I cannot glibly wade into this argument and say ‘Israel is right’. Both sides are using violence to make their point, and that is the one thing that I choose to ignore. Handing out the blame based on historical precedent is also a rather senseless tactic, because history is past, and there is not much that can be said for the history of both Lebanon and Israel.

My contribution to the argument? Stop killing each other, and start talking, because you’ll never wipe each other out.


* Protesting against the war in Lebanon. Tel-Aviv 05/08/2006; source: Flickr

Your comments
  • On 8 December 2006 at 00:40, by Emmanuel Vallens Replying to: The Israel-Lebanon Conflict in so many words

    A great conclusion.

    I’m sure this never came up to the mind of people over there.

    Let’s all be friends, and the world will be a better place

    I am against war and for peace.

    I am for love and against hatred.

    "See, Nature, rejoicing, has shown us the way

    With innocent revels to welcome the day.

    The tuneful grove and talking rill,

    The laughing vale, the replying hill,

    With charming harmony unite

    This happy season to invite." What a patronising European view!

    How nice. How pointless.

    Just reflect on what Lord Lothian, one of the greatest federalists of the thirtees, had to say: “Pacifism is not enough” So be federalist, be blunt, bring solutions, but stop this mellow-hearted naffing rubbish.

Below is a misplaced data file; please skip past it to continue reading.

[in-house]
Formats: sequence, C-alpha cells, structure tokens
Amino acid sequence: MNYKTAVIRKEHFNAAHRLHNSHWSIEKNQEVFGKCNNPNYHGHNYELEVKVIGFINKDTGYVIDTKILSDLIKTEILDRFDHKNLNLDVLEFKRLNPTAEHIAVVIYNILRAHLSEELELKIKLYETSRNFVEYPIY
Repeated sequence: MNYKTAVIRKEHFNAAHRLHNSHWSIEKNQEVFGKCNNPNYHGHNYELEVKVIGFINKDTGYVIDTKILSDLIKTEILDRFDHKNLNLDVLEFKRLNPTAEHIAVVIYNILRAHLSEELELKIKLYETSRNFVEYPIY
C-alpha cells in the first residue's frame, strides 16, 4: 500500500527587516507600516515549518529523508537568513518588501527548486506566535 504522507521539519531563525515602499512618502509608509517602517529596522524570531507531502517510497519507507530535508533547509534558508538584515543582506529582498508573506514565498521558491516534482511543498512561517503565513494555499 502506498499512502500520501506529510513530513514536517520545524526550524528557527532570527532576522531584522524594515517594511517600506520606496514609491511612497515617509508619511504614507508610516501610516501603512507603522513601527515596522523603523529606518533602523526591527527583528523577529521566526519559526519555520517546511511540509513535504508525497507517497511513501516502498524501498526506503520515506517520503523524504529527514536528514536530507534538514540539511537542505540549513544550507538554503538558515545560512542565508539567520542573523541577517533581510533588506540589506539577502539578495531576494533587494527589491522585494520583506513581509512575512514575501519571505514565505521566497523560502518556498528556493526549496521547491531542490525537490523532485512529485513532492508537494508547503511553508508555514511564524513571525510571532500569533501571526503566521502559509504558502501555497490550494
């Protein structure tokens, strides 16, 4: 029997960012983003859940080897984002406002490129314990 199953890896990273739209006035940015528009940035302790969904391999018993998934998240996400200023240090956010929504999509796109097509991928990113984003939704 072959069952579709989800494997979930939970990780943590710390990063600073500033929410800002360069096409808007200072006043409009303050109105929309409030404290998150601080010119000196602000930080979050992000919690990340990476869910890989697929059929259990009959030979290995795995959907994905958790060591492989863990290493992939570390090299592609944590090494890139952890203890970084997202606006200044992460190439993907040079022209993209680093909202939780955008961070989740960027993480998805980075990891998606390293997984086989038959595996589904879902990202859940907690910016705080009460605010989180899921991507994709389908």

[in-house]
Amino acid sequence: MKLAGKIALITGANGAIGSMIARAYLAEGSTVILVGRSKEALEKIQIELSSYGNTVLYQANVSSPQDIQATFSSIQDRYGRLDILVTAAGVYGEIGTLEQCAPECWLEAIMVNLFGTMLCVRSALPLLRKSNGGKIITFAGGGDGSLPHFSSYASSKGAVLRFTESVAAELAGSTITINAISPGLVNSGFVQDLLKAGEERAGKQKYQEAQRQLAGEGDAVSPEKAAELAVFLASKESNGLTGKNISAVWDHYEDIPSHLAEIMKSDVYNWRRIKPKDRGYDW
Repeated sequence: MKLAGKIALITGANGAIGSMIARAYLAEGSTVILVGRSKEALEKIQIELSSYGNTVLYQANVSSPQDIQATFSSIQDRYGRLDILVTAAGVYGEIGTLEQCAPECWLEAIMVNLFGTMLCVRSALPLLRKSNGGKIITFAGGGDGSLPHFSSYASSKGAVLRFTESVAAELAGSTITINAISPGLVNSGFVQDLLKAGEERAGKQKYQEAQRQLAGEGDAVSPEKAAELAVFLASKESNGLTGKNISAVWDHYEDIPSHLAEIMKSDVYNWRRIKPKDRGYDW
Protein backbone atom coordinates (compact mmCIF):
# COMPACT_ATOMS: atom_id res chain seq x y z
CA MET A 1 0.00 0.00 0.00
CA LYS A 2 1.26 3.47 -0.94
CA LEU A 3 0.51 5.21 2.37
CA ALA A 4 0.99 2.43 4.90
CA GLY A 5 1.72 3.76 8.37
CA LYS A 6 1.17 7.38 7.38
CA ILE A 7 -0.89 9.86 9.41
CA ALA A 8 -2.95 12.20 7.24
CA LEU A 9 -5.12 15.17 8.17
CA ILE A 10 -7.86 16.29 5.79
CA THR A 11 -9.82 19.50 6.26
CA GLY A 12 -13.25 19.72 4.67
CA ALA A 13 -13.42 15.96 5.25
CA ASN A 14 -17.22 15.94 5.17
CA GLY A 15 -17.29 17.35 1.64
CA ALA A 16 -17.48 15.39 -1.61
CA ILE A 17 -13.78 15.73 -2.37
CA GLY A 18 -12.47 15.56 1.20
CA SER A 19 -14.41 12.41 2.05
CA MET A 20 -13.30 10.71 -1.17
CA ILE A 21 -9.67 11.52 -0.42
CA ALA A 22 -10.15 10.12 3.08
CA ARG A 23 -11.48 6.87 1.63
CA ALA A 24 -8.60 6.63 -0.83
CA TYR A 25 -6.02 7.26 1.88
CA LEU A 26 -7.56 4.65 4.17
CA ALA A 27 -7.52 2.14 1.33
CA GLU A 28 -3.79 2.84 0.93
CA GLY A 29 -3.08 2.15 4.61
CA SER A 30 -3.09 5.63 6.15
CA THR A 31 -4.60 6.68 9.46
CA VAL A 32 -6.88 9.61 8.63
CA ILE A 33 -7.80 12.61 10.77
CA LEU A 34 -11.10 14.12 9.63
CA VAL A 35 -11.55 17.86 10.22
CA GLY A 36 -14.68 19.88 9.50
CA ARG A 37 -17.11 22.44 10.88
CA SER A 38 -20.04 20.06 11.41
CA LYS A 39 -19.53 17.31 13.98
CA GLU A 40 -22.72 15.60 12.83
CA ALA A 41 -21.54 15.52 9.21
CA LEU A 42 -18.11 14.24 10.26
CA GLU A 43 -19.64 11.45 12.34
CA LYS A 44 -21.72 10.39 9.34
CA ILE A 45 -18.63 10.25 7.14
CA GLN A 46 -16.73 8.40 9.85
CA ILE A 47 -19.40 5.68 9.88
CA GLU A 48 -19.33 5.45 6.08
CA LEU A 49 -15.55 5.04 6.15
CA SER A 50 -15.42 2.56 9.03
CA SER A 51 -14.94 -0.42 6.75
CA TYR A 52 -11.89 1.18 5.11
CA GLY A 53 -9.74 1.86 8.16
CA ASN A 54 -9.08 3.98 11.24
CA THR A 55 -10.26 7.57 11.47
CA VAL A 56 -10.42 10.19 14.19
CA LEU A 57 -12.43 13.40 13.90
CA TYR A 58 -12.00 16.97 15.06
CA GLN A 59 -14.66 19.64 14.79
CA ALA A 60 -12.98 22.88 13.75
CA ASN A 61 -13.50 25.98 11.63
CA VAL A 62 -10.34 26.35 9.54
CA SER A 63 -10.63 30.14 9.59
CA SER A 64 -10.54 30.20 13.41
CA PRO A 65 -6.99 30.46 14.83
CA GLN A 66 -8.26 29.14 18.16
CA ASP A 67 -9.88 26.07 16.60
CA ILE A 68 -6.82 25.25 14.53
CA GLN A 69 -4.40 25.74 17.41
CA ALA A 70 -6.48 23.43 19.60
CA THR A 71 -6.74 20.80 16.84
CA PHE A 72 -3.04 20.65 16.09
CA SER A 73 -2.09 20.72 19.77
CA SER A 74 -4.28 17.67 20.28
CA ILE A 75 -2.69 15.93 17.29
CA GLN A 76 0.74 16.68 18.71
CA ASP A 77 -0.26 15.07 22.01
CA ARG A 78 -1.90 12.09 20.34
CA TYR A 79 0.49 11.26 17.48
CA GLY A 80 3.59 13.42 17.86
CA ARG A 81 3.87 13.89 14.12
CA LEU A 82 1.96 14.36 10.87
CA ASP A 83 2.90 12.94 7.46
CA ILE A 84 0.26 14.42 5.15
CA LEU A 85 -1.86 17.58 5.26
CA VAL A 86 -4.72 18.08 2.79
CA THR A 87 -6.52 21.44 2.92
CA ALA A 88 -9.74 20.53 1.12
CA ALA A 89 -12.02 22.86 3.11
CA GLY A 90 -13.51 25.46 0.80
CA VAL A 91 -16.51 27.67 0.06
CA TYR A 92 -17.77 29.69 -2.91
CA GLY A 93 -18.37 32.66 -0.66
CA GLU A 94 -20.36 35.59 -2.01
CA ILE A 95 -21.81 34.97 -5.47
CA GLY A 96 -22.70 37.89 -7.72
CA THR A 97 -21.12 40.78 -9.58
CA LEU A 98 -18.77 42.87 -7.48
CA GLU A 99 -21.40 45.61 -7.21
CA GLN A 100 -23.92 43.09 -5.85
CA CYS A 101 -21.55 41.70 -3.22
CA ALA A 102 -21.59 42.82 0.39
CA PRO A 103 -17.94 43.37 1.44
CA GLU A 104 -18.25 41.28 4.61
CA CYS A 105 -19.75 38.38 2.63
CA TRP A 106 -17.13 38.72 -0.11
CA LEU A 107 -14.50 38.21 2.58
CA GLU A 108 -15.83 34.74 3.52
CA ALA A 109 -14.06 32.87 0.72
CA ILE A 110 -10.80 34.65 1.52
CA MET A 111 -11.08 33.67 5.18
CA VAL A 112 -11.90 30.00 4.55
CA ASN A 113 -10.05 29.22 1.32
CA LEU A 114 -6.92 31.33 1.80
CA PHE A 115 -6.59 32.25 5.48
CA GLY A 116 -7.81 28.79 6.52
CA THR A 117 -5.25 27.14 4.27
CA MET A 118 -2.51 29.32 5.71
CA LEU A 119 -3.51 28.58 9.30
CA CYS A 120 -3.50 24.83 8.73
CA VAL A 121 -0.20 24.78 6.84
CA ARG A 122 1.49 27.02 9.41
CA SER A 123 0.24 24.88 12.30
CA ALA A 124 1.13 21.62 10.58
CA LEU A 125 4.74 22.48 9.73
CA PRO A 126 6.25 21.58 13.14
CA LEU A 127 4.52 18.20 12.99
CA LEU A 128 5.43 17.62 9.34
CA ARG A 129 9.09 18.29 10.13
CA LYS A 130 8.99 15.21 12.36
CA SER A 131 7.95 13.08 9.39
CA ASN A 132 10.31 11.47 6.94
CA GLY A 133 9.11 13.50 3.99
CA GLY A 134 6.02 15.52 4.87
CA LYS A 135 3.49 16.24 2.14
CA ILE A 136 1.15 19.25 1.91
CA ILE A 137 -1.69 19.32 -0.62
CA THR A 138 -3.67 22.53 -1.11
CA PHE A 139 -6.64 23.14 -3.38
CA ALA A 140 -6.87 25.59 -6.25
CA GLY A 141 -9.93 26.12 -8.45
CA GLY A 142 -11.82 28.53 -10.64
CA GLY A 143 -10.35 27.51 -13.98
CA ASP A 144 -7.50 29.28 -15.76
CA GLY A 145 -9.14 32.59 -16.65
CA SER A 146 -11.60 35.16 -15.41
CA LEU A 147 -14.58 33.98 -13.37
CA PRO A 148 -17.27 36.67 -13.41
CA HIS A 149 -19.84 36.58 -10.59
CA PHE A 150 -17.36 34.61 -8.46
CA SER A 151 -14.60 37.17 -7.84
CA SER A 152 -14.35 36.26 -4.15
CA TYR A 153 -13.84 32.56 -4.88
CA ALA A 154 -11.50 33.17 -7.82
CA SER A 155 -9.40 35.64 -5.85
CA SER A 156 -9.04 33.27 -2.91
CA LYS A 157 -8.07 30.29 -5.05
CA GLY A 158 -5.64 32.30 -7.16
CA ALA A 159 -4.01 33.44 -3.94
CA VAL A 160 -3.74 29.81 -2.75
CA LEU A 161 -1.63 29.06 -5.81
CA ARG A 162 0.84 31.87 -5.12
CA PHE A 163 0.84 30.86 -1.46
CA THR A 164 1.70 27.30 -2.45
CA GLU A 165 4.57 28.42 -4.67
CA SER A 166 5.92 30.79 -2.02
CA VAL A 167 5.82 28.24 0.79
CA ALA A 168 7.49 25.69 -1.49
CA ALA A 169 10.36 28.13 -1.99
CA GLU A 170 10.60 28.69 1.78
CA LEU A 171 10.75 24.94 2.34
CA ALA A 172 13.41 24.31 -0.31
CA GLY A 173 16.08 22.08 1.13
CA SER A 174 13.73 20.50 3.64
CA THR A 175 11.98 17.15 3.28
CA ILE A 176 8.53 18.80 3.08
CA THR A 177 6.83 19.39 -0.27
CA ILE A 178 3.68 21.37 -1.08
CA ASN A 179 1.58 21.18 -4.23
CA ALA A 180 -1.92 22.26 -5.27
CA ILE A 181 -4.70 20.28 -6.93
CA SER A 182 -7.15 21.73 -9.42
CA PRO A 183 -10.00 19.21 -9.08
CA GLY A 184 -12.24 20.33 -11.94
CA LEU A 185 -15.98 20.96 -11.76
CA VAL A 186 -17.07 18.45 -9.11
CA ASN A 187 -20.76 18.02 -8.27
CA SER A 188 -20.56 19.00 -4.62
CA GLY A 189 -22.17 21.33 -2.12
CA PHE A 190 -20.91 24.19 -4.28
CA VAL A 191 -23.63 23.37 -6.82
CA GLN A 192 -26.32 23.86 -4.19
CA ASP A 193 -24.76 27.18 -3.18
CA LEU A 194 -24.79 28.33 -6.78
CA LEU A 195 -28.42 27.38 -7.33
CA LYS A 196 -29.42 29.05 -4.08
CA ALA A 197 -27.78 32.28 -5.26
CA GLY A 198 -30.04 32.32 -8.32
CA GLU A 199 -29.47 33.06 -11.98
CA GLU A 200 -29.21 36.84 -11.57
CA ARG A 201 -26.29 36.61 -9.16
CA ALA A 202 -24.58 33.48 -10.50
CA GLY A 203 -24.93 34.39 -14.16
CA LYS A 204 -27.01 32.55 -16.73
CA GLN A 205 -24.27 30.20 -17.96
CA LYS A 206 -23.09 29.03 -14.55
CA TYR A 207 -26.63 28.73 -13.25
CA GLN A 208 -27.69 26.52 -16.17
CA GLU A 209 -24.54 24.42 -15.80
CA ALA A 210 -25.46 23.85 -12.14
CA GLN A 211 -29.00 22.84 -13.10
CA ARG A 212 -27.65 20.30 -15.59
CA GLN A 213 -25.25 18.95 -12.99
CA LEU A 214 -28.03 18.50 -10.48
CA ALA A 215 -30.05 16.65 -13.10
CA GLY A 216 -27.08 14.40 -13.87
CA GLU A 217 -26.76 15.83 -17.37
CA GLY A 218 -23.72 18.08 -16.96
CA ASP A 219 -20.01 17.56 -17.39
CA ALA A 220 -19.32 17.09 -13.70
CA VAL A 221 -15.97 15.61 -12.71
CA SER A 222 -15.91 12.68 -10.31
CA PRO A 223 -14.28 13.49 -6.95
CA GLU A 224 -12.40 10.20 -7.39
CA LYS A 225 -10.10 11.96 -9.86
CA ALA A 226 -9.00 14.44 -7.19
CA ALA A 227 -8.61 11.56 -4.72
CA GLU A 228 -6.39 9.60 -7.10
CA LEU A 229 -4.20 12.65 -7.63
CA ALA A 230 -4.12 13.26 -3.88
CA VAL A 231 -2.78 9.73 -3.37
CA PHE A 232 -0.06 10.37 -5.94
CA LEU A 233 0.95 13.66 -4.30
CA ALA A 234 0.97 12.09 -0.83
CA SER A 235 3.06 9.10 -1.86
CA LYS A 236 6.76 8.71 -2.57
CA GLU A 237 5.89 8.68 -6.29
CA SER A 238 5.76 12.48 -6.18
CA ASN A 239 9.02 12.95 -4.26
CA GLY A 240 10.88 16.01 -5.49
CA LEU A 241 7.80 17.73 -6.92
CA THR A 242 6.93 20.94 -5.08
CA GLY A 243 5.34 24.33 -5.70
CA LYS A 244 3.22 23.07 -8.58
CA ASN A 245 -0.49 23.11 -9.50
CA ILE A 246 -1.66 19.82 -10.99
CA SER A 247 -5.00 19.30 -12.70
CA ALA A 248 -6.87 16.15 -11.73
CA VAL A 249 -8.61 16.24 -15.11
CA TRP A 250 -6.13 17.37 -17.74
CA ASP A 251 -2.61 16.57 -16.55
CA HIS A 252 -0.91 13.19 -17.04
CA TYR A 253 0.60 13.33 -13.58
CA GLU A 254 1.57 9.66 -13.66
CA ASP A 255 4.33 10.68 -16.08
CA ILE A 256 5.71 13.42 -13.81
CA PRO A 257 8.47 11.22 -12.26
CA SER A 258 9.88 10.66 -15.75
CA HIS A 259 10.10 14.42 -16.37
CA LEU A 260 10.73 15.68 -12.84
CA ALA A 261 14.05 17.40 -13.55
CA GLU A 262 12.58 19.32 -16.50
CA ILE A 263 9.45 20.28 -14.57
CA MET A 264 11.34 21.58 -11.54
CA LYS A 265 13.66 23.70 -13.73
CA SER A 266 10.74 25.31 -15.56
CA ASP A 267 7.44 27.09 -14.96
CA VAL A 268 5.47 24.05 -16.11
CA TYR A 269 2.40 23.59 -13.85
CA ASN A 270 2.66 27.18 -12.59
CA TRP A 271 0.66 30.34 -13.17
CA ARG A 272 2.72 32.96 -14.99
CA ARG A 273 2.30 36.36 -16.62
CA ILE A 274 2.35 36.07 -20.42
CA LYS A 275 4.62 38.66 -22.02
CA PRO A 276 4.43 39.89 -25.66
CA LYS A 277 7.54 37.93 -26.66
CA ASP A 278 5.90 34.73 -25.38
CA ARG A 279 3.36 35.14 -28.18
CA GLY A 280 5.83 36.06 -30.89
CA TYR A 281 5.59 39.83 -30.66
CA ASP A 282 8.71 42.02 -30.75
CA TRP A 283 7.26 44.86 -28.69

and take that stupid hat off your head.

  • On 8 December 2006 at 20:26, by TheGer Replying to: The Israel-Lebanon Conflict in so many words

    I like that hat, it’s pretty cool.

    On the subject of hats, I’d like to point out that

    1. It’s a symbol of finland

    2. I bought it to impress the ladies in the street of stockholm

    3. my tastes weren’t full on, considering that I’d just been cycling for the ten days before, and I was a little worn out

    About your little diatribe against pacifism, I’d like to hear your ’blunt solutions’. By putting them up on this forum, you’re being a true federalist, in the vein of Lord Lothian, a great federalist of the ’thirtees’, whose bleak visage probably adorns quite a few oak panelled staterooms.

    In the meantime let us pacifists speak out in emotional terms against events that cause suffering.

  • On 9 December 2006 at 23:36, by Azrael Replying to: The Israel-Lebanon Conflict in so many words

    You’ve blighted palestine with your garbage. The holocaust is europe’s crime, not just nazi germany, but all of continental europe. And who must atone for this crime? who is forced to pay for this crime? The palestinians. What other nation is delivered from colonialism only to be subjected to conquest and occupation. Their dispossesion is institutionalized by the current political world system.

    Soon the u.s. hegemony will no longer be able to hold together this fractured world system. When the barriers of entry to weapons of mass destruction become so low that non-state actors can start killing entire cities, that is when europe will be made to atone for it’s sins. You’ve destroyed so much, plundered so much, enslaved so many, soon that will all come back to you. This action-reaction karma is a fundamental principle of physics just as valid as nuclear fission. May allah have mercy on your souls when your cities burn as you allowed lebanon to burn under the onslaught of american and european weapons.